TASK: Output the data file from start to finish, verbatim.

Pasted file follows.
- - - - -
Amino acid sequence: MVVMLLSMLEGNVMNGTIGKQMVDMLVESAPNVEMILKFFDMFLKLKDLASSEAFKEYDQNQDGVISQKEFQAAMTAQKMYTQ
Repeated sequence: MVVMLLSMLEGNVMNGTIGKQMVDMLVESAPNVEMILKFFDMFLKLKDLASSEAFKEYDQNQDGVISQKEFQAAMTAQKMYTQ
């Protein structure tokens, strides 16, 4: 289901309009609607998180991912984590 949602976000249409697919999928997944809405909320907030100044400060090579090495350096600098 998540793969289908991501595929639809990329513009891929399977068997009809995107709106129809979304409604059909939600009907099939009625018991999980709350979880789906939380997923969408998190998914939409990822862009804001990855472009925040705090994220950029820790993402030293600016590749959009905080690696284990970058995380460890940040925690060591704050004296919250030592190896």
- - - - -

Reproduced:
Amino acid sequence: MVVMLLSMLEGNVMNGTIGKQMVDMLVESAPNVEMILKFFDMFLKLKDLASSEAFKEYDQNQDGVISQKEFQAAMTAQKMYTQ
Repeated sequence: MVVMLLSMLEGNVMNGTIGKQMVDMLVESAPNVEMILKFFDMFLKLKDLASSEAFKEYDQNQDGVISQKEFQAAMTAQKMYTQ
């Protein structure tokens, strides 16, 4: 289901309009609607998180991912984590 949602976000249409697919999928997944809405909320907030100044400060090579090495350096600098 998540793969289908991501595929639809990329513009891929399977068997009809995107709106129809979304409604059909939600009907099939009625018991999980709350979880789906939380997923969408998190998914939409990822862009804001990855472009925040705090994220950029820790993402030293600016590749959009905080690696284990970058995380460890940040925690060591704050004296919250030592190896």